Sample text for Fire and ice / Julie Garwood.
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A polar bear did him in. The biggest damned polar bear anyone had ever seen in or around Prudhoe Bay in the last twenty-five years, or so it was reported.
Arrogance got him killed, though, and if William Emmett Harrington hadn’t been such a narcissist, he might still be alive. But he was a narcissist, and he was also a braggart.
The only topic of conversation William was interested in was William, and since he hadn’t accomplished much of anything significant in his twenty-eight years on earth, he was painfully boring.
William lived off his inheritance, a hefty trust fund set up by his grandfather, Henry Emmett Harrington, who must have had an inkling of the lazy-ass gene he was passing down, because his son, Morris Emmett Harrington, didn’t work a day in his life. And Wil?liam happily followed in his father’s footsteps.
Like all the Harrington men before him, William was a handsome devil and knew it. He didn’t have any trouble getting women into his bed, but he could never lure any of them back for a repeat performance. No wonder. William treated sex like a race he had to win in order to prove that he was the best, and because he really was a narcissist, he didn’t care about satisfying his partner. What he wanted was all that mattered.
His past conquests had come up with various nicknames for him. Pig was one. Quick Trip was another. But the one that was uttered most behind his back was The Minute Man. All the women who had gone to bed with him knew exactly what that meant.
Besides self-gratification, William’s other passion was running. He’d made it a full-time job because, as with sex, he was shockingly fast. In the past year he had accumulated twenty-four first-place prizes within a six-state area, and he was about to enter a 5K race in his hometown of Chicago to collect his twenty-fifth. Since he believed crossing the finish line first was going to be a momentous event that everyone in Chicago would want to read about, he called the Chicago Tribune and suggested they do a feature article about him in the Sunday paper. Harrington also mentioned more than once how photogenic he was and how a full-color photo of him would enhance the article.
One of the local news editors at the Tribune took the call and ?patiently listened to William’s pitch, then bounced him to one of the entertainment editors, who quickly bounced him to one of the sports columnists, who bounced him to one of the health and fitness editors, who wrote an entire article on the top-five allergens plaguing Chicago while he listened to the spiel. None of them was impressed or interested. The last editor to speak to William suggested that he give him a call back when he had ninety-nine wins under his belt and was going for one hundred.
William wasn’t discouraged. He immediately called the Chicago Sun Times and explained his idea for a story. He was rejected yet again.
William realized he was going to have to lower his expectations if he wanted to see his name in print, and so he contacted the Illinois Chronicle, a small but popular neighborhood newspaper that focused primarily on local issues and entertainment.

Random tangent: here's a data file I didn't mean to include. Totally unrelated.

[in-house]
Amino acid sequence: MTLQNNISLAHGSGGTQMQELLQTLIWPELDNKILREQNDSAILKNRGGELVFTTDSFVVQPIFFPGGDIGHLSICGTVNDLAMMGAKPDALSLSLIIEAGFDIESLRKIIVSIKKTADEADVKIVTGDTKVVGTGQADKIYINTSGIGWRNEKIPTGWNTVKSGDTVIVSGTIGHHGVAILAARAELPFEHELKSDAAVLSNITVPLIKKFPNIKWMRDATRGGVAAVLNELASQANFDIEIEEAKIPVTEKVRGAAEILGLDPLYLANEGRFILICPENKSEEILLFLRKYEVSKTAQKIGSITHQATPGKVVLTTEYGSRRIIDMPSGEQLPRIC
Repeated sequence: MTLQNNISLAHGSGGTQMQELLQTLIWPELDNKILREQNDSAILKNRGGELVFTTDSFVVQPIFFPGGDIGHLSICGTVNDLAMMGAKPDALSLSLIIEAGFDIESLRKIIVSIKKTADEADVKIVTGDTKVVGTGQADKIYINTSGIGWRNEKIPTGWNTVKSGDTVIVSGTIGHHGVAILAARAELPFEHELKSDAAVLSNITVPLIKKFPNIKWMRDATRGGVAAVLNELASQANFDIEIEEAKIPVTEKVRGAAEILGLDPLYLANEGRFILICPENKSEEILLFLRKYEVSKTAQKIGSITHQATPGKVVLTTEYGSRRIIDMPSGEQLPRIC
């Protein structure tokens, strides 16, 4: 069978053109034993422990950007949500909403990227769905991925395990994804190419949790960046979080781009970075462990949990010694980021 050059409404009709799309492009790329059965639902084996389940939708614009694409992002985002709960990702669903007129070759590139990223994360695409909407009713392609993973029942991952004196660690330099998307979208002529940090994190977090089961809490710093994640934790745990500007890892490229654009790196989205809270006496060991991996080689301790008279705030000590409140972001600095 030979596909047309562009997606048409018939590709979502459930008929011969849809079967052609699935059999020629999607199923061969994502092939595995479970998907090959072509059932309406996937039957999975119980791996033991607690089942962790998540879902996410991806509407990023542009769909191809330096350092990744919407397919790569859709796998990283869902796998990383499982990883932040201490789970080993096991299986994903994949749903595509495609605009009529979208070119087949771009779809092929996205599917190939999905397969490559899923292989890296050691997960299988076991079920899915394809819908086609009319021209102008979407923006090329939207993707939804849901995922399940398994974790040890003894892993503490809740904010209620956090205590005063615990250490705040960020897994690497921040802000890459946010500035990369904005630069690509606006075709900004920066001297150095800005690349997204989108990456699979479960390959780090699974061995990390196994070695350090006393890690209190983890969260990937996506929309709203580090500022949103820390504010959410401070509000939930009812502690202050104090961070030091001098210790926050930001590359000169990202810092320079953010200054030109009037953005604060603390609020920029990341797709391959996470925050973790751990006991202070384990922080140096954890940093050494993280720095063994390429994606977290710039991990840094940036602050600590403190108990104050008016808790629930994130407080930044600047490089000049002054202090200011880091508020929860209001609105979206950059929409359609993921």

The editor in chief, Herman Anthony Bitterman, was an antacid-popping seasoned veteran of the press with a pronounced Brooklyn accent. For thirty years he had been on the foreign desk of The New York Times and had garnered several prestigious honors including the RFK Journalism Award and the Polk Award, but when his good-for-nothing son-in-law ran off with another woman—his daughter’s yoga instructor, for the love of God—Herman retired from the Times and moved with his wife, Marissa, to Chicago where she had grown up and where their daughter now lived with her four little girls.
A newsman at heart, Herman couldn’t stay retired long. When the opportunity presented itself, he took the job at the Chronicle as a distraction from boredom and an escape from the horde of meddling in-laws.
He liked Chicago. He’d gone to Northwestern University, where he’d met Marissa. After graduation, they had returned to his hometown, New York, so he could take a job at the Times. Coming back to Chicago after decades in New York was a real adjustment. He had lived in a cramped two-bedroom Manhattan apartment for so long that a two-story brownstone took some getting used to. His only real complaint was the lack of noise. He missed falling asleep to the soothing sounds of cars screeching, horns blaring, and sirens shrieking.
With so much quiet, even at the office, Herman found it difficult to get any work done. To compensate, he brought in an old television set from home, plopped it on top of his mini refrigerator, and left it on all day with the volume turned up.
When the call came in from William Harrington, Herman hit the mute button before picking up the phone. While he ate his lunch—an Italian sausage and green pepper sandwich drenched in ketchup and washed down with an icy cold Kelly’s Root Beer—he listened to Harrington pitch his story idea.
It took Bitterman all of half a minute to sum up William Harrington. The man was an egomaniac.
“Red, huh? You always wear red socks and a red T-shirt for every race. And white shorts. Yeah, that’s interesting. Even when you run in the winter? Still wear the shorts?”
His question encouraged Harrington to ramble more, allowing Bitterman time to finish his sandwich. He took a long swig of his root beer, then interrupted Harrington’s grandiose opinion of himself and said, “Yeah, sure. We’ll do the story. Why not?”
After scribbling down the particulars, Bitterman disconnected the call, then wadded up his brown lunch sack and tossed it into the trash can.